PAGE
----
“The state investigation in Pennsylvania has obviously been a catalyst for many investigations to happen across the country, which is needed to end the wholesale sexual abuse of children by priests, and the coverup,” said Mitchell Garabedian, a Boston attorney who has represented dozens of clergy sex abuse victims.
In addition, the Catholic Church in the United States this year was hit by revelations that Archbishop Theodore E. McCarrick, 88, the former cardinal-archbishop of Washington, D.C., sexually abused seminarians and minors. McCarrick has denied those allegations.
“The McCarrick story drew attention to the corruption in the hierarchy. I wouldn’t doubt if there were indictments coming from these subpoenas,” said Robert M. Hoatson, a former priest and clergy sexual abuse victim who founded Road to Recovery, a New Jersey-based advocacy group for victims.
A new chapter
Hoatson, who was invited by Pennsylvania Attorney General Josh Shapiro to attend the press conference releasing the grand jury report in August, told OSV that he and other whistleblowers for years have been calling for a federal investigation. He said the “tide has turned” in their favor.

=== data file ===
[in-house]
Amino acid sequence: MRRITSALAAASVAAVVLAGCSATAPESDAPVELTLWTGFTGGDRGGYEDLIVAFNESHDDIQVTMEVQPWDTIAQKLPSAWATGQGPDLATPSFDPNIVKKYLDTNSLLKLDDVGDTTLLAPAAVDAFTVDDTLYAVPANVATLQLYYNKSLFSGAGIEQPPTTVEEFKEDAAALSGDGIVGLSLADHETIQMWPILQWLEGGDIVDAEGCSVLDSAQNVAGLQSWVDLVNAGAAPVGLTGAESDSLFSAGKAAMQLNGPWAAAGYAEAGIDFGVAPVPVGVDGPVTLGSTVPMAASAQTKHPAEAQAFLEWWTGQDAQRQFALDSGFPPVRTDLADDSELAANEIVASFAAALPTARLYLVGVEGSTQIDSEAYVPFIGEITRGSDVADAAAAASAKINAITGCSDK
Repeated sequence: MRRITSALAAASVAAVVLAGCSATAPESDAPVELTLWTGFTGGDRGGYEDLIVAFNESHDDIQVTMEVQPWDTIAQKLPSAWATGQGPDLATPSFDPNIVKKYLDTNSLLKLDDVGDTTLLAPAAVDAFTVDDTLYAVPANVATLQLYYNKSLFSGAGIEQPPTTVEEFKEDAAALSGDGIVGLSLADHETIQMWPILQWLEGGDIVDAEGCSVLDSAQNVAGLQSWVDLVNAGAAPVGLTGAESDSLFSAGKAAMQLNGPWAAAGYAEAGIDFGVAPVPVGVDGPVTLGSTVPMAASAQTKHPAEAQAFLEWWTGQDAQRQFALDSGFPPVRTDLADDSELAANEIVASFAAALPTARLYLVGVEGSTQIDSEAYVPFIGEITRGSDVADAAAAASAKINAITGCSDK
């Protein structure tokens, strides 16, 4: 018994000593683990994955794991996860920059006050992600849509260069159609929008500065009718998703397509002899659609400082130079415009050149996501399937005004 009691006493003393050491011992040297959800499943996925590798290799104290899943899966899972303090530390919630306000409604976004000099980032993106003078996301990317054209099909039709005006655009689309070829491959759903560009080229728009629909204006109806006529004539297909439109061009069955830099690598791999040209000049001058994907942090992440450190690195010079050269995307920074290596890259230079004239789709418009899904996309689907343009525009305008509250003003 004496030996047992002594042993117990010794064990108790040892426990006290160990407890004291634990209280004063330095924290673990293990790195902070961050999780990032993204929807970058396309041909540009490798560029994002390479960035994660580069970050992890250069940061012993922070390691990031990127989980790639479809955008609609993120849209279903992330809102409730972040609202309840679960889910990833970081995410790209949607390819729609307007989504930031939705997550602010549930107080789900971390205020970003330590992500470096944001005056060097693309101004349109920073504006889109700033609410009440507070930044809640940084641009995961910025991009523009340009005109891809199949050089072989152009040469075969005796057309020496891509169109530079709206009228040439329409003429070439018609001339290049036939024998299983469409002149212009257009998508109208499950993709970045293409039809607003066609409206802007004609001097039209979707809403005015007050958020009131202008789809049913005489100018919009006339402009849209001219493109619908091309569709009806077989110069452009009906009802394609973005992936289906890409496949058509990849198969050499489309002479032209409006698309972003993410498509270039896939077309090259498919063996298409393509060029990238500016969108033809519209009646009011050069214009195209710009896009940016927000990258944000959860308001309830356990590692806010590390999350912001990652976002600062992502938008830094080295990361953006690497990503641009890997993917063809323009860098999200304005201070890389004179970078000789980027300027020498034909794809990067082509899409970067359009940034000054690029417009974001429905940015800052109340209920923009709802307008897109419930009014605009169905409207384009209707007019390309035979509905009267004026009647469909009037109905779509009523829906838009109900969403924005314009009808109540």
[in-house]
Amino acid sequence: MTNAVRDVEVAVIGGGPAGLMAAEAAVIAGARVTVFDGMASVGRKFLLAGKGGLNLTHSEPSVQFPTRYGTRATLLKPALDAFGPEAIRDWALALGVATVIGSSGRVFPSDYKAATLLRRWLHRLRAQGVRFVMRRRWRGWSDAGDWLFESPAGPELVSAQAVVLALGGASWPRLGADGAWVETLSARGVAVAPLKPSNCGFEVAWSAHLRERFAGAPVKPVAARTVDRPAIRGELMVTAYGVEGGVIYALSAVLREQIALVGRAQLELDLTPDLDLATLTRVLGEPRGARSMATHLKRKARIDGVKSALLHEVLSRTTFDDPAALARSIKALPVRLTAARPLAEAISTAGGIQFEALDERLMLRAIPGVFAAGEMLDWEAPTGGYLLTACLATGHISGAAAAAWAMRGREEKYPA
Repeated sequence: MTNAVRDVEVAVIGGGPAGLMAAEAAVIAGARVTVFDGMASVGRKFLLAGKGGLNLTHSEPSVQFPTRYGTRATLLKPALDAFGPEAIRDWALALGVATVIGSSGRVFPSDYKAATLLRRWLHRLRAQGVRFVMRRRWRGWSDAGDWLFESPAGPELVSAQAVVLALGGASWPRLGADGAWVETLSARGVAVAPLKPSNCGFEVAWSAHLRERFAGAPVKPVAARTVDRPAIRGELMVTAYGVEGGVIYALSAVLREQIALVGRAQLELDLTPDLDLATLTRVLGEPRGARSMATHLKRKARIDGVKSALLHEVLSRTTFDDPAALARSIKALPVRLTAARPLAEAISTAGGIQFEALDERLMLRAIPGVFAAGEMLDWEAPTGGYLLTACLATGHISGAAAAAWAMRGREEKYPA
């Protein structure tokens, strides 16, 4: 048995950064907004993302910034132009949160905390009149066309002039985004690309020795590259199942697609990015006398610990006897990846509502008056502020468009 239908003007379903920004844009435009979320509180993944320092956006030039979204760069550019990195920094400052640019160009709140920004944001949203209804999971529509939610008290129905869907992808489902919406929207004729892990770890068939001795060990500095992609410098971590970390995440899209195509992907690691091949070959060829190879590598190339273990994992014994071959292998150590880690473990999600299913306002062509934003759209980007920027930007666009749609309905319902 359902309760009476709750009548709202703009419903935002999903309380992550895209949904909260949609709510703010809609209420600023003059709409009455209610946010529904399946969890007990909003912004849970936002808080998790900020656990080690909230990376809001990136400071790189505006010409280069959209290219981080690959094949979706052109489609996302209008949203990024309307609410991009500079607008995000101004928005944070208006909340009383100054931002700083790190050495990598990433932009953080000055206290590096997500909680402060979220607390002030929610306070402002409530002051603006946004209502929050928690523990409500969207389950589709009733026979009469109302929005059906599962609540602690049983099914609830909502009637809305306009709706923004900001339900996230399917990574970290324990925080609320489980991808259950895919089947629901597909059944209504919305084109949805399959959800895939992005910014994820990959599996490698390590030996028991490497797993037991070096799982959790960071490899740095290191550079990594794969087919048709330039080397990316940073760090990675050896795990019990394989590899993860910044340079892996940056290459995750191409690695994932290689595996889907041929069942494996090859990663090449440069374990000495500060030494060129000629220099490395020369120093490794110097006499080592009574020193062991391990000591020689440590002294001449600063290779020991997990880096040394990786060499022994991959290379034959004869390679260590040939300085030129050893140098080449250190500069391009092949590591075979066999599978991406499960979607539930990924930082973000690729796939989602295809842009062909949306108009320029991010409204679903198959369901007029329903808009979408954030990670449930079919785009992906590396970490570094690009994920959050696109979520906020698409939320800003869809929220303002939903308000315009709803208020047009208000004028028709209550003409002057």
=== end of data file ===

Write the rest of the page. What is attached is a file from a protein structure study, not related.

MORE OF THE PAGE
“It looks like those of us who have been screaming out that this is endemic to the system are finally being listened to,” Hoatson said. “We’re talking about crimes here that might implicate the system and not just individual priests as well.”
Garabedian also told OSV that he believes the federal investigation, which he called groundbreaking, will uncover more of the breadth and scope of the abuse crisis and coverup in not only Pennsylvania, but also across the country.
“The broader powers of the federal government will bring into play whether children were transported across state lines, or brought out of the country and sexually abused, and whether there was a coverup of that and whether photos were transmitted electronically,” said Garabedian, who was portrayed in the movie “Spotlight” about the Boston Globe’s 2002 investigation into the clergy sex abuse scandal and coverup in Boston.
The latest chapter in the U.S. Catholic Church’s reckoning with child sex abuse is also occurring in the backyard of Philadelphia native Rocco Palmo, a journalist who authors the website Whispers in the Loggia.
“In every way, shape and form, this is an entirely new ball game,” said Palmo, who has written about the federal investigation and had been working for weeks to break the story about the subpoenas. “This is unlike anything we’ve ever seen.”
Brian Fraga is an Our Sunday Visitor Contributing Editor.